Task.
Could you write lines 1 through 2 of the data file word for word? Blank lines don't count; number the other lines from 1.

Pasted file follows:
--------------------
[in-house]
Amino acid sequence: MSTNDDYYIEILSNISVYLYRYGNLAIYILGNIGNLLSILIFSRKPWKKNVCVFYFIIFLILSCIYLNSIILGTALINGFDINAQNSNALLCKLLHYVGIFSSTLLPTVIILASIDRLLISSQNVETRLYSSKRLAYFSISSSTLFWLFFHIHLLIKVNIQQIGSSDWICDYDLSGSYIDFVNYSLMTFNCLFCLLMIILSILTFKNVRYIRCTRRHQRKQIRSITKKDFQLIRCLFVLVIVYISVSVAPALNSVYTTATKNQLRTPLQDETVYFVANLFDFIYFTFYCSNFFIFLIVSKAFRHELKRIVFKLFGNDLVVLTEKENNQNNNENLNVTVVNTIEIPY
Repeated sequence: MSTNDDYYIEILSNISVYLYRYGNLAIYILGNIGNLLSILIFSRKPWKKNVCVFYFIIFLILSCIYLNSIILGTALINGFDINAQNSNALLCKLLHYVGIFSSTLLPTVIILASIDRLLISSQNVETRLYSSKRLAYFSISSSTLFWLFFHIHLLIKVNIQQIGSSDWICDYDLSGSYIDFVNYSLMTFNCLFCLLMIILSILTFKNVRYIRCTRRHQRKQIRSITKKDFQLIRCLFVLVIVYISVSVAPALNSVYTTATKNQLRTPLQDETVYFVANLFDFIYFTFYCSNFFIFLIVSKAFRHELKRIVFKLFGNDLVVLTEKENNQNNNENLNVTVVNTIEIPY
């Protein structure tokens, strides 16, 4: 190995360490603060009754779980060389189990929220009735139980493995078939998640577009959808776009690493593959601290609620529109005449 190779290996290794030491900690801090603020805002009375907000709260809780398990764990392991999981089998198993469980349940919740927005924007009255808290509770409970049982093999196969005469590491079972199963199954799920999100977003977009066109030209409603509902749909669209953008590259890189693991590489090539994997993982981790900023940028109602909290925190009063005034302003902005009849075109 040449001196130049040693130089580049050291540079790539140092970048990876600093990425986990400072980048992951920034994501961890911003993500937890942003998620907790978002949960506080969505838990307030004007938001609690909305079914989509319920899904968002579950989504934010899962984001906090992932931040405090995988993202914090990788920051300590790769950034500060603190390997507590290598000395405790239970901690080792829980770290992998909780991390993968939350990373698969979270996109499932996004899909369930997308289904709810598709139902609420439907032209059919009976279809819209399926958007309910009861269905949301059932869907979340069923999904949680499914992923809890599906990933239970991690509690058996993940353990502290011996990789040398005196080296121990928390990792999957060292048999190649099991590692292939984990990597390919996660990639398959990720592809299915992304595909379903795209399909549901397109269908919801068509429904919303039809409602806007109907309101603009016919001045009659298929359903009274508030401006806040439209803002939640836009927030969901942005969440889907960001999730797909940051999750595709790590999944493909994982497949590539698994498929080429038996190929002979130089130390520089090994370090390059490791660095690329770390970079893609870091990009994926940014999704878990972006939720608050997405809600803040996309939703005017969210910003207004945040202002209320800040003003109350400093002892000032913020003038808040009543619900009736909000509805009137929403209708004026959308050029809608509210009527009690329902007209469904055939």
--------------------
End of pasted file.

[in-house]
Amino acid sequence: MSTNDDYYIEILSNISVYLYRYGNLAIYILGNIGNLLSILIFSRKPWKKNVCVFYFIIFLILSCIYLNSIILGTALINGFDINAQNSNALLCKLLHYVGIFSSTLLPTVIILASIDRLLISSQNVETRLYSSKRLAYFSISSSTLFWLFFHIHLLIKVNIQQIGSSDWICDYDLSGSYIDFVNYSLMTFNCLFCLLMIILSILTFKNVRYIRCTRRHQRKQIRSITKKDFQLIRCLFVLVIVYISVSVAPALNSVYTTATKNQLRTPLQDETVYFVANLFDFIYFTFYCSNFFIFLIVSKAFRHELKRIVFKLFGNDLVVLTEKENNQNNNENLNVTVVNTIEIPY